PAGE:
It's easy for us to sit here and say these guys suck at clock management. But why do we think we're any better at it?

 

I thought Nagy worked the clock masterfully yesterday. I've seen tons of Bears fans say he didn't on the internet today. 

 

People complain about things for the sake of complaining about things. "Oh the clock management sucks" is akin, in my opinion, to saying, "Well, I'm not sure what else to complain about so I'm going to pick clock management because of that one time where he used a timeout and I thought he should have saved the timeout!"

 

There are definitely a few major clock blunders in game. But for the most part it's very situational... And guys get criticized if it doesn't work, but not a mention of it is made when it does. 

I think it would be beneficial to the team to field a small staff (2-3 members) to recommend actions on critical decisions to the coach.  They'd cover two minute time-outs, replays and when to go for 2pts.  (Gruden displayed on more than one occasion bad judgement on the extra point options this season). 

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19 minutes ago, nonniey said:

I think it would be beneficial to the team to field a small staff (2-3 members) to recommend actions on critical decisions to the coach.  They'd cover two minute time-outs, replays and when to go for 2pts.  (Gruden displayed on more than one occasion bad judgement on the extra point options this season). 

 

Do we know that they don't?

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Posted (edited)
7 minutes ago, KDawg said:

 

Do we know that they don't?

Doesn't seem like they do because as has been pointed out they are awful at in-game analysis/decisions (Some of the decisions so basic and easy that the average fan gets it right when the Redskins get it wrong).

Edited by nonniey

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8 minutes ago, nonniey said:

Doesn't seem like they do because as has been pointed out they are awful at in-game analysis/decisions (Some of the decisions so basic and easy that the average fan gets it right when the Redskins get it wrong).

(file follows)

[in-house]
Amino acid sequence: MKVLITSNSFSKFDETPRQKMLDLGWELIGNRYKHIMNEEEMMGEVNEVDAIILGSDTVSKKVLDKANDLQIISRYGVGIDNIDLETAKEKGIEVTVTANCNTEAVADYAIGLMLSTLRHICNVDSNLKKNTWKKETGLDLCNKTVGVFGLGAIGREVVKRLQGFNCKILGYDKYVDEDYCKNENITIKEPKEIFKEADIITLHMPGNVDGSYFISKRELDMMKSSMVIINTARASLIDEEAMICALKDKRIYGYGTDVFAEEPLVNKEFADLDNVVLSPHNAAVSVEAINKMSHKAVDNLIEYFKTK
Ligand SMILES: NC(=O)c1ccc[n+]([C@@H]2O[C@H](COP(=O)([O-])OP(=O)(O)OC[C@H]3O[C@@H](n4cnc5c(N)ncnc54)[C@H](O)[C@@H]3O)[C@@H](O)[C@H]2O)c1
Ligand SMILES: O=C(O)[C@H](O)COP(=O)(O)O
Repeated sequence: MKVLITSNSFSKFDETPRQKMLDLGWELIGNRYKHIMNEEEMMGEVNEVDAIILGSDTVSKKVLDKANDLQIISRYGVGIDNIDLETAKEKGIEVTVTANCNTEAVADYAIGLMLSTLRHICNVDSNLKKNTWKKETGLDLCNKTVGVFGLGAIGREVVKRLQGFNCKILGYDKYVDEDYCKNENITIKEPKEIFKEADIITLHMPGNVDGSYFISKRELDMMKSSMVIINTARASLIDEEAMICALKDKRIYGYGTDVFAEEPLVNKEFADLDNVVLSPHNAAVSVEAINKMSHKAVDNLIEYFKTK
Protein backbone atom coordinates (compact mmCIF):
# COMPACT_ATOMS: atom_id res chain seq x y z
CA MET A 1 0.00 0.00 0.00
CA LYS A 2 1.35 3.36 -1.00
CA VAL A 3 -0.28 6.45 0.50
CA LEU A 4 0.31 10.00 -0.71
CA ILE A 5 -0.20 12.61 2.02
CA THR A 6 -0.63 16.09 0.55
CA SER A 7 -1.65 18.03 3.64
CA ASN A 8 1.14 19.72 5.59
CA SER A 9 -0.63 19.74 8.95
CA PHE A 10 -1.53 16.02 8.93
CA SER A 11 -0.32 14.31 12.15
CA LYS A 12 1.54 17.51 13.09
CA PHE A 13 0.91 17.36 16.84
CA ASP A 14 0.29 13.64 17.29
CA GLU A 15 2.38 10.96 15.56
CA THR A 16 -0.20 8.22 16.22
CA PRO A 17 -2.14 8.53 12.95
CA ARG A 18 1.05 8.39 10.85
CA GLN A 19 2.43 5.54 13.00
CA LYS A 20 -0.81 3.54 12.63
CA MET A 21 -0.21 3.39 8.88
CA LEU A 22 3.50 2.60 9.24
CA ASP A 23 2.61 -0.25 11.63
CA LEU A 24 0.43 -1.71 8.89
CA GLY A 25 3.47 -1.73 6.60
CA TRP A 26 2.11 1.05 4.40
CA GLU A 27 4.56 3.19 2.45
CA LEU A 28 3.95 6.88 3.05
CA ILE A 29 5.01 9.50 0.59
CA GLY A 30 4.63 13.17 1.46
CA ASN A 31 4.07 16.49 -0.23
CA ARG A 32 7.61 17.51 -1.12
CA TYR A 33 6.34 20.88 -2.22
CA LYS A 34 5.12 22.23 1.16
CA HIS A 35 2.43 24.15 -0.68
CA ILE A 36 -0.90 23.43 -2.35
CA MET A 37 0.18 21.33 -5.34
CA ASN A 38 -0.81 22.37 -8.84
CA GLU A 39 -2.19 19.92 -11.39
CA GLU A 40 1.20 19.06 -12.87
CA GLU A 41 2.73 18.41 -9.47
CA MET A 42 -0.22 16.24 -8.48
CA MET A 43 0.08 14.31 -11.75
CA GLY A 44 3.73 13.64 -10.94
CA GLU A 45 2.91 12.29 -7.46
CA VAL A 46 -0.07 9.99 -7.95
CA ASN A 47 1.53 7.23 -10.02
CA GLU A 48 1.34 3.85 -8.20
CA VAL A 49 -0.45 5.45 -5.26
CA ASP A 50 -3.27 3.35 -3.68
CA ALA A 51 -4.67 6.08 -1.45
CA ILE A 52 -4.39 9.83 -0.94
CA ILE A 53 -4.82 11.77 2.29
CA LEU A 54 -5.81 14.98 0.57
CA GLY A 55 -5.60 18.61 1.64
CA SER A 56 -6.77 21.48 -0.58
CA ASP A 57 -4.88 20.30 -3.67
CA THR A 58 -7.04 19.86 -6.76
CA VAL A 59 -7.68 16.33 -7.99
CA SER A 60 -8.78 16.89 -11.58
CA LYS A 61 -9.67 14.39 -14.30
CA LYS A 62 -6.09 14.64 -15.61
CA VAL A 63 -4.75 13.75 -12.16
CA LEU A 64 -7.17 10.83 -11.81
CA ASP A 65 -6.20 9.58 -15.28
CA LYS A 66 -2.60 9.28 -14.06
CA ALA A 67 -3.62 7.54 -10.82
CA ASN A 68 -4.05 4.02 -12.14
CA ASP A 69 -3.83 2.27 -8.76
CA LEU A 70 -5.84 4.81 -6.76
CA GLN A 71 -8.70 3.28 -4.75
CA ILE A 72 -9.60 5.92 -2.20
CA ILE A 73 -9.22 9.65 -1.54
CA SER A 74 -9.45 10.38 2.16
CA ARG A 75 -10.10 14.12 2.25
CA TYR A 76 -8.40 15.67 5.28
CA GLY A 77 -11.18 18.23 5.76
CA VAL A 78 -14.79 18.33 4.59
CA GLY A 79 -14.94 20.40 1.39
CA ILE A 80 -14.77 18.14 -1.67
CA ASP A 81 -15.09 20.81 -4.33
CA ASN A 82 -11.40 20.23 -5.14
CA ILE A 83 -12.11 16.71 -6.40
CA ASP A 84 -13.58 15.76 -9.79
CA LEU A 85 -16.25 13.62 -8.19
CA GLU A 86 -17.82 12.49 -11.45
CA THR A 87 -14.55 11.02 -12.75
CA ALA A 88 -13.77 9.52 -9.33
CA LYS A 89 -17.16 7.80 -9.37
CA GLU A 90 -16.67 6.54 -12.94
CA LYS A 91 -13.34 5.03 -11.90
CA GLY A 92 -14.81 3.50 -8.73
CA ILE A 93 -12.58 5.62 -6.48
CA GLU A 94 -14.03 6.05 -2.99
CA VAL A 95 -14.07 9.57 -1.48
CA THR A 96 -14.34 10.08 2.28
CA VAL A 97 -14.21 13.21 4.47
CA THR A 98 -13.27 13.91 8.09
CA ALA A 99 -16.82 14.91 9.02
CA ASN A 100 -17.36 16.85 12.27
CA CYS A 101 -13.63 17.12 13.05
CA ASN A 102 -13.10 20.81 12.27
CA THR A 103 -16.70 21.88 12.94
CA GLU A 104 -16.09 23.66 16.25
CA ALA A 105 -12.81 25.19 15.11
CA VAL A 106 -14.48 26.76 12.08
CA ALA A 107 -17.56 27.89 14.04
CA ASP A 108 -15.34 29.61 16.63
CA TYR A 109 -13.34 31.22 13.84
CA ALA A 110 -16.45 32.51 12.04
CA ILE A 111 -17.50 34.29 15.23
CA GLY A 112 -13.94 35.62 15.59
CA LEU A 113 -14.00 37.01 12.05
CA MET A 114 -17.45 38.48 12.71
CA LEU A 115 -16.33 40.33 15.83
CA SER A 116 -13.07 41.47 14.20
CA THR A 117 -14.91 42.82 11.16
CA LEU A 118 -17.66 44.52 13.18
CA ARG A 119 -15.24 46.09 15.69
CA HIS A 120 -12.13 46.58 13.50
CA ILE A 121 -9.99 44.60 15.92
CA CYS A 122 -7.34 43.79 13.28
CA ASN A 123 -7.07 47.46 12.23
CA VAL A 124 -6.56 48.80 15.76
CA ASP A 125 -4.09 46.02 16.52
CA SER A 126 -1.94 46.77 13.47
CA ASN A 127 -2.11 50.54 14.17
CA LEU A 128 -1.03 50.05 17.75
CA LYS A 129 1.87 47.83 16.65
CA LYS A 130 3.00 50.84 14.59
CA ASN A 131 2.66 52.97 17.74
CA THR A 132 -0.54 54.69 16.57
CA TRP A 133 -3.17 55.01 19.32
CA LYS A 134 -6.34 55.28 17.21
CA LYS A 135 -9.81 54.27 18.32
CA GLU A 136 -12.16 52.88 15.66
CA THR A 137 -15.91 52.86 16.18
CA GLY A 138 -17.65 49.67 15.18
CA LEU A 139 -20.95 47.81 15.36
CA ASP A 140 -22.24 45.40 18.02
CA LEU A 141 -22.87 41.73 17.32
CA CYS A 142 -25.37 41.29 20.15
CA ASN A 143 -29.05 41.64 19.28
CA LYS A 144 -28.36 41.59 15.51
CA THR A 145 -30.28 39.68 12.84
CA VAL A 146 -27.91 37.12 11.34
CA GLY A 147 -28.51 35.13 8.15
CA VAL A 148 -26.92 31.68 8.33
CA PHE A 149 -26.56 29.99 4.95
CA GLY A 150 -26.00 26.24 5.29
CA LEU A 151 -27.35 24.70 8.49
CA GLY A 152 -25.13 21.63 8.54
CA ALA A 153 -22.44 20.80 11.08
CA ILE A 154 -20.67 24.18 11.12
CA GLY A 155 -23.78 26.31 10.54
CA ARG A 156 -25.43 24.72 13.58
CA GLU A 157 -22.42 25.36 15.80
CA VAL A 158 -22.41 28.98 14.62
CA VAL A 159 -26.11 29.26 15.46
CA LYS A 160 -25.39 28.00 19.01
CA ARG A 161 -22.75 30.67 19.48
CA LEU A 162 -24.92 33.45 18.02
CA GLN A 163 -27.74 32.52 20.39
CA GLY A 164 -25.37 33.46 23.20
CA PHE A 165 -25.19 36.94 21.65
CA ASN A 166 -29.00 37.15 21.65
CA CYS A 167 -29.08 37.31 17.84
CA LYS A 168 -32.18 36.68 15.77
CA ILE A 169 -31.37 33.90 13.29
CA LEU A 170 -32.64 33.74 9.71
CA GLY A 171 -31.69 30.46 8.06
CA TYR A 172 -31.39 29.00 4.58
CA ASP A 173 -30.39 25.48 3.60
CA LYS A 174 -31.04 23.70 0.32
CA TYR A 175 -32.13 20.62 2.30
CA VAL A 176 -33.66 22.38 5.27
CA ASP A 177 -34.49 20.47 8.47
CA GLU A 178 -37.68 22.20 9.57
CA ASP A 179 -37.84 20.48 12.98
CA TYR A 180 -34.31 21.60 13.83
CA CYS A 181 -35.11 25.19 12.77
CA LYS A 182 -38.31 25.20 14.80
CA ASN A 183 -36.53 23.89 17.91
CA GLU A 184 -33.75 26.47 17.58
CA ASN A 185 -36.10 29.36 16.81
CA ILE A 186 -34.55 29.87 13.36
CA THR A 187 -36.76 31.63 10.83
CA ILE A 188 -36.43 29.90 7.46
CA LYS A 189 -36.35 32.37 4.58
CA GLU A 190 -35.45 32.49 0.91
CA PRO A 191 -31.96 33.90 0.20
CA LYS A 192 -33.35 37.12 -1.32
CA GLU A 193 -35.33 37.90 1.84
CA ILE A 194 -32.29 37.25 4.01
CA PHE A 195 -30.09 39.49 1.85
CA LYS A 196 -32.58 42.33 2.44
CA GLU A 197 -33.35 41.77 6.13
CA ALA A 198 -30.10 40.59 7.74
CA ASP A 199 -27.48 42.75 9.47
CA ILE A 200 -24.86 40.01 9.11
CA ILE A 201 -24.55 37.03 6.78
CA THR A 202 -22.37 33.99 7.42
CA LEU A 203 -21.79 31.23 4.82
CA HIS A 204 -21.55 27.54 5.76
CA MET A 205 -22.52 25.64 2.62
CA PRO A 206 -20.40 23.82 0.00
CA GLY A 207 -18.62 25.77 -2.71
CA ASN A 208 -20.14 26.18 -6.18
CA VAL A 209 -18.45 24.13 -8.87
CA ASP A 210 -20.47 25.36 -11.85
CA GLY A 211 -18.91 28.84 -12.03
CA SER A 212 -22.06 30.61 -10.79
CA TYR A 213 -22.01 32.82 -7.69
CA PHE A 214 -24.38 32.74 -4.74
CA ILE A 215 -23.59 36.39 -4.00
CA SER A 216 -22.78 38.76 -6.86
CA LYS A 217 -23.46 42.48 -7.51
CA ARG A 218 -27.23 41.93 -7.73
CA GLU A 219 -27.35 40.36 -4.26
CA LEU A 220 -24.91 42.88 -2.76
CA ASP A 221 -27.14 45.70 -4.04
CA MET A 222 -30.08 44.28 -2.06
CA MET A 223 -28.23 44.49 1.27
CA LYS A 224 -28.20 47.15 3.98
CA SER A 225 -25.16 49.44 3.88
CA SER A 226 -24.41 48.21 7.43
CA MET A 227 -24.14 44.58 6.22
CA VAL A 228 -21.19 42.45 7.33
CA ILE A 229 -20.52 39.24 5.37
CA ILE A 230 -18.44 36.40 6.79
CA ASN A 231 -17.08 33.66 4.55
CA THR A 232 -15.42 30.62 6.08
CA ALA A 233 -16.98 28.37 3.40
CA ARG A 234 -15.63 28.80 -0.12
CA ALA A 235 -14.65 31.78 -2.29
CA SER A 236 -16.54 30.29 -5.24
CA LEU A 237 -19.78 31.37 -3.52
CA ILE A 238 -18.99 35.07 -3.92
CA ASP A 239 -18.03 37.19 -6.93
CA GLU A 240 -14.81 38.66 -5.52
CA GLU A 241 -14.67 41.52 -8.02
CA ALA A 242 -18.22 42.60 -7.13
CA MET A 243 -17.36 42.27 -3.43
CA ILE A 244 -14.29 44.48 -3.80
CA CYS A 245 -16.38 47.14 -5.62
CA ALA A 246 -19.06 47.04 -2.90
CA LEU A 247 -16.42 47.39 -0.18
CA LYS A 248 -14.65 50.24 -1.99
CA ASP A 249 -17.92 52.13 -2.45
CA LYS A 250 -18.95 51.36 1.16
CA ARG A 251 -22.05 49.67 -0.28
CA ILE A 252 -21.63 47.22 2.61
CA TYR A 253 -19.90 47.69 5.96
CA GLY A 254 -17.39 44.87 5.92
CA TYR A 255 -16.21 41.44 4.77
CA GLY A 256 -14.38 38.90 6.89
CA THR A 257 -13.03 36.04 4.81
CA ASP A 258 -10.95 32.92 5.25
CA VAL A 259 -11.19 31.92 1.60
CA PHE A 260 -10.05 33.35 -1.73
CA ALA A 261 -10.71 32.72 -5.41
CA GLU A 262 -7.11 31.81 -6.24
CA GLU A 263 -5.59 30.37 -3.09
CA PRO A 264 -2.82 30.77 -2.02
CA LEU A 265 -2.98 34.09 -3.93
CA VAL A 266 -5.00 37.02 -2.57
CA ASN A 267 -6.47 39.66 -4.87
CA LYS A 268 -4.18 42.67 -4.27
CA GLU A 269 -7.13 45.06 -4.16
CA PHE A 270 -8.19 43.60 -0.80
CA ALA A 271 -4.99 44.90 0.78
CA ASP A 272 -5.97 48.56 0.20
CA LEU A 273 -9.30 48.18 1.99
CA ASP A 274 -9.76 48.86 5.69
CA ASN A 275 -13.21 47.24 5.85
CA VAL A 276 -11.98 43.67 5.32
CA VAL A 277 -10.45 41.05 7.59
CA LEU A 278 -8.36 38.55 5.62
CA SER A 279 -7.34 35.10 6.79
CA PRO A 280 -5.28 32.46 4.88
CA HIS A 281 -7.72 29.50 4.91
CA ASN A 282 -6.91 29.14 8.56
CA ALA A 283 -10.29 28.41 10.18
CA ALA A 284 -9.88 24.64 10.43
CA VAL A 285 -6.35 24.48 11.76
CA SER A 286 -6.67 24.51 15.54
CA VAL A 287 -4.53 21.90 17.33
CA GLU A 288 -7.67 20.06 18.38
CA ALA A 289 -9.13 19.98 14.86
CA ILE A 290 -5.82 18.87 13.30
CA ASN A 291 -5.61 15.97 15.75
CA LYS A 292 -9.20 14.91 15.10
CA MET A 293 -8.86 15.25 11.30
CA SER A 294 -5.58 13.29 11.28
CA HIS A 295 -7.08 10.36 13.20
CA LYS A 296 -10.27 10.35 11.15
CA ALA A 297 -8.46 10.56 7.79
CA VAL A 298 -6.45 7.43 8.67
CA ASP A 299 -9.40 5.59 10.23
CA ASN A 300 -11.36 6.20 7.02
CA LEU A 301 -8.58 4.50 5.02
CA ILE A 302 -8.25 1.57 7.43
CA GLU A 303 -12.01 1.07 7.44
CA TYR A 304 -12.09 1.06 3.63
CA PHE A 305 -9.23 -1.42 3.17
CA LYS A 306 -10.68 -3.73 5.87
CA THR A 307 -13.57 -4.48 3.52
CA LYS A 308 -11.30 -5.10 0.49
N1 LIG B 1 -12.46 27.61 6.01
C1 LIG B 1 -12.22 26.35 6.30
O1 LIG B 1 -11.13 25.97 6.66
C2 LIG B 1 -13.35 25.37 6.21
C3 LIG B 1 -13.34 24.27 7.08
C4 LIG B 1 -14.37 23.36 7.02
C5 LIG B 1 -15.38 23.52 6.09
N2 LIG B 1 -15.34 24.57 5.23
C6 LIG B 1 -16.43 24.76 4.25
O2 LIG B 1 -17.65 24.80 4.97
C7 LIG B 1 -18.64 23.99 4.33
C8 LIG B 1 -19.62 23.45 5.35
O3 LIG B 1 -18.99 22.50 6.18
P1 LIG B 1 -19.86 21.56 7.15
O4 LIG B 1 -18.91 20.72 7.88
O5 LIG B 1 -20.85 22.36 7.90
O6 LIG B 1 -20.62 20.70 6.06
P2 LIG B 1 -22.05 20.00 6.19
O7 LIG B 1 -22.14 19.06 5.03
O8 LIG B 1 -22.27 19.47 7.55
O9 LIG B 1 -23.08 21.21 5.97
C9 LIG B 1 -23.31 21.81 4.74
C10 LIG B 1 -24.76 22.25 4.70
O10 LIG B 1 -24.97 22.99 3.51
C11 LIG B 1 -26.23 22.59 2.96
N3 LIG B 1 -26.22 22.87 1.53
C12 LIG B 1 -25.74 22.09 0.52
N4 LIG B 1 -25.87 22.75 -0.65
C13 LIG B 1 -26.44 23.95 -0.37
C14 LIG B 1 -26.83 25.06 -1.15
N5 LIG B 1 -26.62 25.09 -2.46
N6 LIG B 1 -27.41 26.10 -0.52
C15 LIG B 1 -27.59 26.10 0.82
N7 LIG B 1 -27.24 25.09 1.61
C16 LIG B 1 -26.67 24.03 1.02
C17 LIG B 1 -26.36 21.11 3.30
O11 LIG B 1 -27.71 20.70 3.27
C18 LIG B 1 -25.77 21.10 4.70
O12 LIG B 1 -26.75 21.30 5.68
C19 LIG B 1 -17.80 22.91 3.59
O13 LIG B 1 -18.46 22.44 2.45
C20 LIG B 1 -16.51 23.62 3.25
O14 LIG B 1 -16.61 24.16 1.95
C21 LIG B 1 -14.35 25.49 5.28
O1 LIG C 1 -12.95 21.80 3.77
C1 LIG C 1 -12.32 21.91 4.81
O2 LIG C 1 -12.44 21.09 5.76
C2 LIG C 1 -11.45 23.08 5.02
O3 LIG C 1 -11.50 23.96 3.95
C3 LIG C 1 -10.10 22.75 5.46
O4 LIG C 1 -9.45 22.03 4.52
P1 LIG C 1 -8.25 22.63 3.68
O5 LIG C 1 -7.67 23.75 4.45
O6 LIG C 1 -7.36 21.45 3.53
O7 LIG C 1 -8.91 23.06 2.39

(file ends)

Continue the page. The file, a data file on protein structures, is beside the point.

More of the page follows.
What specific occurrences does the average fan get correct more often than the Redskins?And how do we know the fans' response is actually better than the choice that is made? (Keep in mind, I'm not saying it isn't).  And perhaps they get it wrong because they have someone responsible for it? 

 

I realize its easy to attack Gruden for our mishaps. And ultimately, all decisions fall at his feet. So he can and should be criticized for any poor decisions that are made. However, this is the point I've been trying to make in regards to our culture. While decisions fall at Gruden's feet, we don't know the level of Allen's involvement. It's been posted here that Bruce Allen himself monitors the replay at times to decide if we should challenge. It's a major cultural issue that really doesn't just stop at Gruden. It's not that simple.

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19 hours ago, Lombardi's_kid_brother said:

 

2 timeouts are worthless there.

 

Say they fail on fourth down with 58 second left.

 

Let's say the Bear just fall into the line three times. And each attempt eats up 4 second.

1st and 10 plunge

TO at 54

2nd and 10 plunge

TO at 50

3rd and 10 plunge

TO at 46

The Bears then drain the clock and have to punt with 6 seconds left from their end zone to Tiny Darren Sproles.

 

With two Philly timeouts, the Bears run out the clock.

 

You are forbidden from talking clock management.